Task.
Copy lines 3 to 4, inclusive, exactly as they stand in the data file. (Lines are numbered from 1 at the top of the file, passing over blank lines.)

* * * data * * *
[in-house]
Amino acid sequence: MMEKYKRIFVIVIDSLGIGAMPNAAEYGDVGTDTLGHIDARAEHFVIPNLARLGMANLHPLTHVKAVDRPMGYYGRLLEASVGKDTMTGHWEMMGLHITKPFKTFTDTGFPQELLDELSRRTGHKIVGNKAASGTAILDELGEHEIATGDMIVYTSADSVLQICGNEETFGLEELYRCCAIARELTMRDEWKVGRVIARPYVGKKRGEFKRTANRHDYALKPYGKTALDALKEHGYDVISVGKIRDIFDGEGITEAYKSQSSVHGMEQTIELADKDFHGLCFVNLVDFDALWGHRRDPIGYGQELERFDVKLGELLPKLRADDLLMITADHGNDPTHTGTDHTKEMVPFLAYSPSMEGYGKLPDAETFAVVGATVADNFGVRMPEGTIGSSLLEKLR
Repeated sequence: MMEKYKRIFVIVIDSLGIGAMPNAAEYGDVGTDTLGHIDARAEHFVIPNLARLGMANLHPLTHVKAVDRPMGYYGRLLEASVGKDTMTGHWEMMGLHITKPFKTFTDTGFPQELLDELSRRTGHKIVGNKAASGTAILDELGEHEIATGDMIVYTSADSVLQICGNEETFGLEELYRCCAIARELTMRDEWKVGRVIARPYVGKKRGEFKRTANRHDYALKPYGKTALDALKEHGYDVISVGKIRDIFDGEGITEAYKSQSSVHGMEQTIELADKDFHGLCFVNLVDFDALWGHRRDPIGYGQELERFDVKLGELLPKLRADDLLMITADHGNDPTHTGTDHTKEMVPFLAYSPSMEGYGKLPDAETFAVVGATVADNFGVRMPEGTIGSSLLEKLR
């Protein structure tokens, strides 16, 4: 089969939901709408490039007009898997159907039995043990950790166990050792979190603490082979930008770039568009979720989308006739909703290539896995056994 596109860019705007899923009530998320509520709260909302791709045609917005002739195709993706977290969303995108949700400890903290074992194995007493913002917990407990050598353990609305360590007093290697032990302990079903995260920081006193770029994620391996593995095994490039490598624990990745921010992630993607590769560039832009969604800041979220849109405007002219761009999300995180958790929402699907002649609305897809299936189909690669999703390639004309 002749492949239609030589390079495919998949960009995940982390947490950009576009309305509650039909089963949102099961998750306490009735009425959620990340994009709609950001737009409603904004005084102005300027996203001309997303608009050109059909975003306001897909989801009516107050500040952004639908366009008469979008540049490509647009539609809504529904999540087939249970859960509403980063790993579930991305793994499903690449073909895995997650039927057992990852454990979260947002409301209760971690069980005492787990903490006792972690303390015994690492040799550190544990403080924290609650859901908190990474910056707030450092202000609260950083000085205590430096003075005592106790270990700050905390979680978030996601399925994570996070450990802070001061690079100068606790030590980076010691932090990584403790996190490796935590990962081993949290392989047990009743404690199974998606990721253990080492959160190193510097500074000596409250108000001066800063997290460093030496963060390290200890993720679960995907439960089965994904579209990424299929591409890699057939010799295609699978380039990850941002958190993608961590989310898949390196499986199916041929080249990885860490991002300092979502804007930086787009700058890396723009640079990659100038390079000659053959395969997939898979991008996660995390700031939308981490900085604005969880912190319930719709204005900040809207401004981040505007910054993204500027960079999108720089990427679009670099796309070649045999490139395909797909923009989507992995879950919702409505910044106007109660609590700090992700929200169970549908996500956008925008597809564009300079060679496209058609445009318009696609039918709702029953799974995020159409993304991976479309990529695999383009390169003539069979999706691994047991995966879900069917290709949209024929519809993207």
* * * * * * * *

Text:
Repeated sequence: MMEKYKRIFVIVIDSLGIGAMPNAAEYGDVGTDTLGHIDARAEHFVIPNLARLGMANLHPLTHVKAVDRPMGYYGRLLEASVGKDTMTGHWEMMGLHITKPFKTFTDTGFPQELLDELSRRTGHKIVGNKAASGTAILDELGEHEIATGDMIVYTSADSVLQICGNEETFGLEELYRCCAIARELTMRDEWKVGRVIARPYVGKKRGEFKRTANRHDYALKPYGKTALDALKEHGYDVISVGKIRDIFDGEGITEAYKSQSSVHGMEQTIELADKDFHGLCFVNLVDFDALWGHRRDPIGYGQELERFDVKLGELLPKLRADDLLMITADHGNDPTHTGTDHTKEMVPFLAYSPSMEGYGKLPDAETFAVVGATVADNFGVRMPEGTIGSSLLEKLR
């Protein structure tokens, strides 16, 4: 089969939901709408490039007009898997159907039995043990950790166990050792979190603490082979930008770039568009979720989308006739909703290539896995056994 596109860019705007899923009530998320509520709260909302791709045609917005002739195709993706977290969303995108949700400890903290074992194995007493913002917990407990050598353990609305360590007093290697032990302990079903995260920081006193770029994620391996593995095994490039490598624990990745921010992630993607590769560039832009969604800041979220849109405007002219761009999300995180958790929402699907002649609305897809299936189909690669999703390639004309 002749492949239609030589390079495919998949960009995940982390947490950009576009309305509650039909089963949102099961998750306490009735009425959620990340994009709609950001737009409603904004005084102005300027996203001309997303608009050109059909975003306001897909989801009516107050500040952004639908366009008469979008540049490509647009539609809504529904999540087939249970859960509403980063790993579930991305793994499903690449073909895995997650039927057992990852454990979260947002409301209760971690069980005492787990903490006792972690303390015994690492040799550190544990403080924290609650859901908190990474910056707030450092202000609260950083000085205590430096003075005592106790270990700050905390979680978030996601399925994570996070450990802070001061690079100068606790030590980076010691932090990584403790996190490796935590990962081993949290392989047990009743404690199974998606990721253990080492959160190193510097500074000596409250108000001066800063997290460093030496963060390290200890993720679960995907439960089965994904579209990424299929591409890699057939010799295609699978380039990850941002958190993608961590989310898949390196499986199916041929080249990885860490991002300092979502804007930086787009700058890396723009640079990659100038390079000659053959395969997939898979991008996660995390700031939308981490900085604005969880912190319930719709204005900040809207401004981040505007910054993204500027960079999108720089990427679009670099796309070649045999490139395909797909923009989507992995879950919702409505910044106007109660609590700090992700929200169970549908996500956008925008597809564009300079060679496209058609445009318009696609039918709702029953799974995020159409993304991976479309990529695999383009390169003539069979999706691994047991995966879900069917290709949209024929519809993207």